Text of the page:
We need to avoid a vague discussion. I think that a wide swath of people agree that racism is bad and that unjustified killings of civilians by police are also bad. I assume that many people think that our criminal justice system is unfair to black people and that many of our systems (like education and housing) are too.
But I feel like lots of people who didn’t previously think these things adopted these views from 2014-16, and I’m eager for a more specific conversation now. Some attending these protests say these racial problems require big solutions: cutting funding from police departments, both to put that money into social services and to rein in the police by limiting their manpower and resources; offering reparations to black families whose ancestors were enslaved; electing a new class of leaders who are less tied to the business and political establishments of America.
And my guess is that many of the people who are in support of the general aim of reducing racism or killings of civilians by police don’t support those bigger ideas. Remember, two of the cities (Louisville, Minneapolis) that have had recent police killings of civilians and then protests have Democratic mayors and city councils with Democratic majorities. The city leaders and most of the people protesting them likely all voted for Hillary Clinton in November 2016. So everyone is in the same party, the one that constantly casts President Trump and Republicans as the barriers to racial progress in America.
So it’s worth establishing that Louisville Mayor Greg Fischer and the protestors agree that racism is bad and that black people should not be killed by police officers. Then, we can zone in on where there is policy disagreement on policing issues and debate who is right. For example, are Democratic elected officials comfortable with how much military-style equipment local police departments have, how often they use it and what kinds of incidents instigate that use?
On the national stage, the recent interview where Joe Biden told a black interviewer, “if you have a problem figuring out whether you're for me or Trump, then you ain't black,” illustrated this same dynamic. Biden wanted to stay vague. But the interviewer was suggesting he and the former vice president, while both likely to vote for Biden over Trump in November, were not aligned on all issues, particularly those involving racism.
I find the “Barack Obama must speak now”-style comments extremely problematic.
“It would be great to hear from @BarackObama right now. A friend just suggested he make a joint appearance with George W. Bush. Thoughts?”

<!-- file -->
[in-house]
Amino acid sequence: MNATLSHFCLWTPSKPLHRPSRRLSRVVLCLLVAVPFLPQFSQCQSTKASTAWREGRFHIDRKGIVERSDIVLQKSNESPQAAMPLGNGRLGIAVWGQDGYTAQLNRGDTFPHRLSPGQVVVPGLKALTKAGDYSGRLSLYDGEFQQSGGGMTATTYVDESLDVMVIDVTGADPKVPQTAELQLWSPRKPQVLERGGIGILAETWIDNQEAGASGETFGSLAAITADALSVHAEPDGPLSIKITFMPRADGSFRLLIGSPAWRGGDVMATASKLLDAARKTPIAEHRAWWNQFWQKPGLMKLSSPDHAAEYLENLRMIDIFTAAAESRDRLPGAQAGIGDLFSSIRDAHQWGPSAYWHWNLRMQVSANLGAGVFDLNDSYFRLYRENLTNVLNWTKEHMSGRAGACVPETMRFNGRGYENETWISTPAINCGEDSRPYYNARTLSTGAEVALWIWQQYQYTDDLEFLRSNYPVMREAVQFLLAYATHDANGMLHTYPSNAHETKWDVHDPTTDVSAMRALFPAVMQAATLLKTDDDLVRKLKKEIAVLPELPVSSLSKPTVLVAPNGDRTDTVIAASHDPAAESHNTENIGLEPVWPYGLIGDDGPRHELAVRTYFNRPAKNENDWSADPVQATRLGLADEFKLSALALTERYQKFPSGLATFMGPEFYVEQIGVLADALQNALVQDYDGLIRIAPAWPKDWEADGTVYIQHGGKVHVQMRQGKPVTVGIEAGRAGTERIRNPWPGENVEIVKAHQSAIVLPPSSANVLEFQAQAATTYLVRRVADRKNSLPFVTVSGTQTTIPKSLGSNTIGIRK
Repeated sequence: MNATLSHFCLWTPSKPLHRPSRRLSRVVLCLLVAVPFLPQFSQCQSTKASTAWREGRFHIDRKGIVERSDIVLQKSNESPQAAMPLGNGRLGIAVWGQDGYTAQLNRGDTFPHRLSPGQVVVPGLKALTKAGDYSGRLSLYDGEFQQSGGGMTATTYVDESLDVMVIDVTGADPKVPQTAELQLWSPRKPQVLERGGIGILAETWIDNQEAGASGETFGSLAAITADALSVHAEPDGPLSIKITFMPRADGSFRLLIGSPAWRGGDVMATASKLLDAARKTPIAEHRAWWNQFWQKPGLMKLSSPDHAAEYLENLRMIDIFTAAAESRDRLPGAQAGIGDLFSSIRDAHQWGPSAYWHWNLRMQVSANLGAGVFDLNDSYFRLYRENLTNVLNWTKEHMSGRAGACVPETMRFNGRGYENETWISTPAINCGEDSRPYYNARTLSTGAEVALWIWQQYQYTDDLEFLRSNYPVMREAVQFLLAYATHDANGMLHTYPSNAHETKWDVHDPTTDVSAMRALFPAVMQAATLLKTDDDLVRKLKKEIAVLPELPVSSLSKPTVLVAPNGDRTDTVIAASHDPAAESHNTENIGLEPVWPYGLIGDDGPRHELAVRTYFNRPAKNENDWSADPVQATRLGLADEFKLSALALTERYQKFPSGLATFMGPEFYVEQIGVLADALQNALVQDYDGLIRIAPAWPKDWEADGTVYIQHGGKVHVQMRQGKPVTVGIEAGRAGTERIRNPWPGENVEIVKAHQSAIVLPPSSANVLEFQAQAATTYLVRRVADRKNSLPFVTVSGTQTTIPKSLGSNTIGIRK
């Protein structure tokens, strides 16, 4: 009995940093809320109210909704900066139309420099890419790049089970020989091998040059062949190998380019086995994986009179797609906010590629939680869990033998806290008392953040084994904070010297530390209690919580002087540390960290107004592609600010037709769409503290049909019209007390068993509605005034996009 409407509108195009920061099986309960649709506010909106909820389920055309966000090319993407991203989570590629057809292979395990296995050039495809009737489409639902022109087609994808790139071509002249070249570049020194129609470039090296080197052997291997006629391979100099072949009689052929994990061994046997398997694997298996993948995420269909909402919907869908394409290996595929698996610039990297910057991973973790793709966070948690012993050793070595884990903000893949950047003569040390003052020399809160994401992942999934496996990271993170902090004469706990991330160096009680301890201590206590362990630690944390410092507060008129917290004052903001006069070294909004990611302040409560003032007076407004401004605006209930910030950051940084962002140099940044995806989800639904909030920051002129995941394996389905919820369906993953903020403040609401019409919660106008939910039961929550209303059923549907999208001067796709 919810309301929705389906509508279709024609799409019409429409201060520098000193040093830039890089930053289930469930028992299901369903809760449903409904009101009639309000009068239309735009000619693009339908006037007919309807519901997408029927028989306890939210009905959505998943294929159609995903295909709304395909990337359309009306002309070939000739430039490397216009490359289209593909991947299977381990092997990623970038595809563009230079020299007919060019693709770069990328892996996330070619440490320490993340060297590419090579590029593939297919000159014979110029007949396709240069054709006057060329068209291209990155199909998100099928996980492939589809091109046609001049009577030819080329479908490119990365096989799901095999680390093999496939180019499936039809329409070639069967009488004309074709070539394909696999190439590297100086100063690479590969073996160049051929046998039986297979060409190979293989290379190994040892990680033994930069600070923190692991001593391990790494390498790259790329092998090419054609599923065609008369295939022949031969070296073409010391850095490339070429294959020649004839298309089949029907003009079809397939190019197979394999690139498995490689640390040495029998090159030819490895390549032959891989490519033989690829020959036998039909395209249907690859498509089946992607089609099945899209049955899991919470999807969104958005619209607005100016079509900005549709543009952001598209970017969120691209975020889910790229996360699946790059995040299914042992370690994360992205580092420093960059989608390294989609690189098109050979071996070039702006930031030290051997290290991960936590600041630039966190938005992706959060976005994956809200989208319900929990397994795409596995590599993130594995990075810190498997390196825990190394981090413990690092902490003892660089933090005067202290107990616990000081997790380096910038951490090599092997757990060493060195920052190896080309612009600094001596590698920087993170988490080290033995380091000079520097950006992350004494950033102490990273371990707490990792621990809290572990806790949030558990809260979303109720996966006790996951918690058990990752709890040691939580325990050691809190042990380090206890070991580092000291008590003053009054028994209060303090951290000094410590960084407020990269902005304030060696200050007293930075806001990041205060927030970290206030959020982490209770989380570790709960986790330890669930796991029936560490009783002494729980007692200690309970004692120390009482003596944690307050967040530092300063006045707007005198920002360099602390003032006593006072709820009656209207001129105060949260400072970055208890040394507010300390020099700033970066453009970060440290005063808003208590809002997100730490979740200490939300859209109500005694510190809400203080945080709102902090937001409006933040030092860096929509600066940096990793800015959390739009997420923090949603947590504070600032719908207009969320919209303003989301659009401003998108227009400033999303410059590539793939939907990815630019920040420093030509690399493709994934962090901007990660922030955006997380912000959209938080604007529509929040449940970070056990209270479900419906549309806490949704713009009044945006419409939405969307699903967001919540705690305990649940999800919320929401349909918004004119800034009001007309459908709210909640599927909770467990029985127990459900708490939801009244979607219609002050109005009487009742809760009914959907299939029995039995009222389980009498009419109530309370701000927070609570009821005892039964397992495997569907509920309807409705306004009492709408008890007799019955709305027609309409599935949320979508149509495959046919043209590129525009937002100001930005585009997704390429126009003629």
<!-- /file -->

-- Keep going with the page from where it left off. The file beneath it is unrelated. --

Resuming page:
This was a tweet from television personality Katie Couric on Friday.
Nothing against Couric, but I worry that tweet embodies several assumptions that I think are problematic and somewhat widespread: 1. We just need a few leaders to get together and solve these problems 2. Part of the solution is inspiring speeches that will unify Americans 3. Black Americans specifically need to have a designated leader to speak for them as part of this great racial reconciliation 4. The black leader must be very reassuring to white people. 5. The black leader must offer policy solutions that if implemented will get black people to stop protesting and complaining as quickly and for as long as possible.
I assume Obama would give a great speech about this moment in time. Remember the one he gave in the wake of a white supremacist killing nine black people at a church in Charleston, South Carolina in 2015? It was probably the best speech I have ever heard. It stirred America so deeply to address its racial problems ... that the nation elected Trump to succeed Obama about 18 months later.
Again, it would be fine to hear from Barack Obama. But black Americans are speaking on Facebook, Twitter, Instagram and at protests across the country.
What if we as a society listened to those voices, as opposed to rushing to have an Obama-like figure short-circuit the conversation and save us? Barack Obama doesn’t see himself as the leader of Black America--he has said so himself.
I’m not an expert on these issues and I am listening carefully to those who are. If you are looking to understand how black voters in Michigan will affect the 2020 election, I might be your guy. But I’m not an expert on race, racism, racial discrimination, racial inequality, or policing.
So I look to people who are. For me that means, among others, national figures like Nikole Hannah-Jones, Sherrilyn Ifill, Ibram Kendi, Bree Newsome Bass, Andre M. Perry, Adam Serwer, Samuel Sinyangwe, and Keeanga-Yamahtta Taylor. (All these people are generally on Twitter, Facebook or whatever social media you use, as well as writing books and articles.)
Here in Louisville, for me that means, among others, Jecorey Arthur, Chanelle Helm, and Joshua Poe.
If you are following these people regularly (not just when something big and controversial happens), you’ll know what you can do when something big and controversial happens. (In other words, changing our society’s racial policies is a 365-days-a-year task that I worry some of us view as a seven-days-a-year-whenever-everyone-is-mad task.)
Sinyangwe has a great Twitter thread on policies that research shows reduces the number of times police injure civilians.
“It’s the same pattern each time: Activists agitate & push for something. Power structure refuses. Complacent people complain about activists. Activists continue to agitate. Power structure capitulates. Power structure takes credit for it. Complacent ppl credit power structure lol,” Newsome Bass wrote in a recent Twitter message that describes so much of our current policy and politics.
Thanks for reading.